Effects of Masks on Lower-Elementary Students
The arising COVID-19 pandemic has affected everyone around us in our daily lives and community. The face mask mandate in school is not the easiest. Concerns have come up in regards to elementary kids wearing masks on the topic of child development, speech, language, and social skills. Masks for kids can be difficult in helping them recognize emotions and aid in social interactions. However, kids have very unique learning capabilities and will find other ways to communicate.
I am 16 years old and COVID-19 started about a year ago. For everyone who is living in this crazy world, COVID-19 is one of the biggest current impacts on human lives. I am still adapting and learning how to get through it just like everyone else. I give credit to the elementary school teachers for everything that they do, but adding the stress of a pandemic to their lives and teaching styles is something that nobody had signed up for. While the teachers are adapting and changing their teaching techniques, the kids also are adapting to their new way of life.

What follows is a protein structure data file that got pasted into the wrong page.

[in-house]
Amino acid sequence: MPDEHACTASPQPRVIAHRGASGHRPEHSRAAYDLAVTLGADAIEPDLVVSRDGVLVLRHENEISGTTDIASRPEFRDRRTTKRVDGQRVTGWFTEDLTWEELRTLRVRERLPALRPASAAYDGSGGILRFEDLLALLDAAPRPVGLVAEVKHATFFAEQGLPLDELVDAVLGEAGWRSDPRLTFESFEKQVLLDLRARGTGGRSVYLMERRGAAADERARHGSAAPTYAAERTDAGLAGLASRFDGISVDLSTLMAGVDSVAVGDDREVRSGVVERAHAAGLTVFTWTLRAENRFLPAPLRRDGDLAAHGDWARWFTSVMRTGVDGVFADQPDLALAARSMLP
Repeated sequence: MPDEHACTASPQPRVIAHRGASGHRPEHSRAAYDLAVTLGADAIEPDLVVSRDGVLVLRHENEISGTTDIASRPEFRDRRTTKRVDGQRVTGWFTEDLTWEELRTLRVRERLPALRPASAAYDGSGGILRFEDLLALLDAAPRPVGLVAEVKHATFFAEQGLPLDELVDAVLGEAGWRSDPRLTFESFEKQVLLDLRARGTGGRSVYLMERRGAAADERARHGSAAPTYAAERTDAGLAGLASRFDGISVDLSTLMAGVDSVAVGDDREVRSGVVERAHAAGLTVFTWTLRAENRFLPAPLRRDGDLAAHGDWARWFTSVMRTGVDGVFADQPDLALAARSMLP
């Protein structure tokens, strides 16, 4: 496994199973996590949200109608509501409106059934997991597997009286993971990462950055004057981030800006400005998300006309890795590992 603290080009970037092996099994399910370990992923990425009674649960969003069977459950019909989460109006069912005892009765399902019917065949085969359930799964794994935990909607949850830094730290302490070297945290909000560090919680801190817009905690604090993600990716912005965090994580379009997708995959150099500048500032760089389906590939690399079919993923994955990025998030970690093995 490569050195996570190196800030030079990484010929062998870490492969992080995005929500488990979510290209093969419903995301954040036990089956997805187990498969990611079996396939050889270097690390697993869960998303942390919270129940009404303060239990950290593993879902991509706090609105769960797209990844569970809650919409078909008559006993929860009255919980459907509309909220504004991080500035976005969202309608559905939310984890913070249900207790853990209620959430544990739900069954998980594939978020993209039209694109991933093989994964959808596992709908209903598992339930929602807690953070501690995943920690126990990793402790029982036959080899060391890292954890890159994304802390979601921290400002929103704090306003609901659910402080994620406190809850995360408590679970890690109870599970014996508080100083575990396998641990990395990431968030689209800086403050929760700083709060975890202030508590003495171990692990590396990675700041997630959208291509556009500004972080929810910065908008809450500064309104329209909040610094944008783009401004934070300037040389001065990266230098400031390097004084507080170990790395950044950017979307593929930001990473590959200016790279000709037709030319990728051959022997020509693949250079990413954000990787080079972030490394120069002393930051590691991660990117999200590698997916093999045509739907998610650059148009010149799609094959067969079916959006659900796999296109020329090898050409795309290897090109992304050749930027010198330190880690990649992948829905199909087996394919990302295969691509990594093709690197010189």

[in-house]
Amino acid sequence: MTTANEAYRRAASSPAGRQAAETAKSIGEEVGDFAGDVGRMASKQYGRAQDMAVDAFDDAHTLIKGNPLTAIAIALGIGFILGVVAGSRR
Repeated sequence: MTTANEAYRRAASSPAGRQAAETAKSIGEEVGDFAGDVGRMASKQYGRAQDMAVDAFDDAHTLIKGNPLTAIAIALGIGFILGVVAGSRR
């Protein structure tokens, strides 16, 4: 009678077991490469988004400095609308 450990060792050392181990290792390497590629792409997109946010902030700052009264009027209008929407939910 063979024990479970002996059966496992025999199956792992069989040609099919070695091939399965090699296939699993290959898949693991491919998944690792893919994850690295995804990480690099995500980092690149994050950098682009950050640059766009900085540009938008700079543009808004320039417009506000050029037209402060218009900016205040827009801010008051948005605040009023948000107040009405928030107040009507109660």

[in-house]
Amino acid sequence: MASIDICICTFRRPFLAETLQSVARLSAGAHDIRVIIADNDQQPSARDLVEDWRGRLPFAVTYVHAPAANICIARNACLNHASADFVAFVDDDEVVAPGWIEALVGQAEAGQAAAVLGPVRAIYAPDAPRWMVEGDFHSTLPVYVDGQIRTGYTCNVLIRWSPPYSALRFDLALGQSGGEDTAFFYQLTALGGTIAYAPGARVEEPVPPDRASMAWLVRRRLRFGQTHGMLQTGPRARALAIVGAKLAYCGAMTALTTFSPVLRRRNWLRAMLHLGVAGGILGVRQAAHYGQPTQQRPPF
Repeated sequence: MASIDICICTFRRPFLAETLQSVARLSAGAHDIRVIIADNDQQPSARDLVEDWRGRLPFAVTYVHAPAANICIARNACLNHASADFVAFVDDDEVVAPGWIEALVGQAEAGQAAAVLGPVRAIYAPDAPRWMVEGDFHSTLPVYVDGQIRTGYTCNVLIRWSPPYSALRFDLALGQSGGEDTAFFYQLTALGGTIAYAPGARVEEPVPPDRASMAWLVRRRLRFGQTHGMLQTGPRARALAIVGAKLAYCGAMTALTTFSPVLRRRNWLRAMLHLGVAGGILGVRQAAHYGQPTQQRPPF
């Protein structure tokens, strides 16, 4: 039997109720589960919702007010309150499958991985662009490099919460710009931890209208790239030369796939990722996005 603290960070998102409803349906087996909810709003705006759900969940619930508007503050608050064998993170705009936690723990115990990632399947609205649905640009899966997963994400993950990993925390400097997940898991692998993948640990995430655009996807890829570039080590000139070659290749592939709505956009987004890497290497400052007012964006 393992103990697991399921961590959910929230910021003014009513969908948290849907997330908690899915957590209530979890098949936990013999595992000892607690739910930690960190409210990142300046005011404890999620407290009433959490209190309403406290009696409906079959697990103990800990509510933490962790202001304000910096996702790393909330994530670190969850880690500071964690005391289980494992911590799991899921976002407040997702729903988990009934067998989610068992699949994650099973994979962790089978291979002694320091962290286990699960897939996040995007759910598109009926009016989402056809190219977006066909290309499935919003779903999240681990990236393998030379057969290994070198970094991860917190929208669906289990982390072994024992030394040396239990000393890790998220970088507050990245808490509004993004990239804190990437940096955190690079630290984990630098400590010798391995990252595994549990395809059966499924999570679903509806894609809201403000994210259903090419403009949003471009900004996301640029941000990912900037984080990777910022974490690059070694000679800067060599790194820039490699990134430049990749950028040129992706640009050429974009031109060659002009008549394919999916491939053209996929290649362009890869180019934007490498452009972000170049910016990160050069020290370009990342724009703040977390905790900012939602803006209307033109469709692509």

I reached out to my past 4th grade teacher, Mrs. Burke, who teaches at Jeffers Elementary in Spring Lake. She had a lot to say about the mask situation for kids. Something that caught my attention was how well she said kids are adapting to masks. Kids are forced to speak louder and clearer and use much more expressive body language while communicating with others. However, masks have created a very large emotional barrier between Mrs. Burke and her students. The smiles of teachers and their students are hidden, so the laughs that are usually shared in class have decreased.
Another teacher that I reached out to is my past kindergarten teacher, Mrs. Taylor. She expressed that kids are adapting to masks very well - they are wearing them without complaint. Mrs. Taylor also said that, “Sometimes the kids need an extra hand just in case their masks get too wet or dirty.”
Though the mask situation is a struggle, in-school learning is so important for kids because they need one-on-one interaction to develop and learn.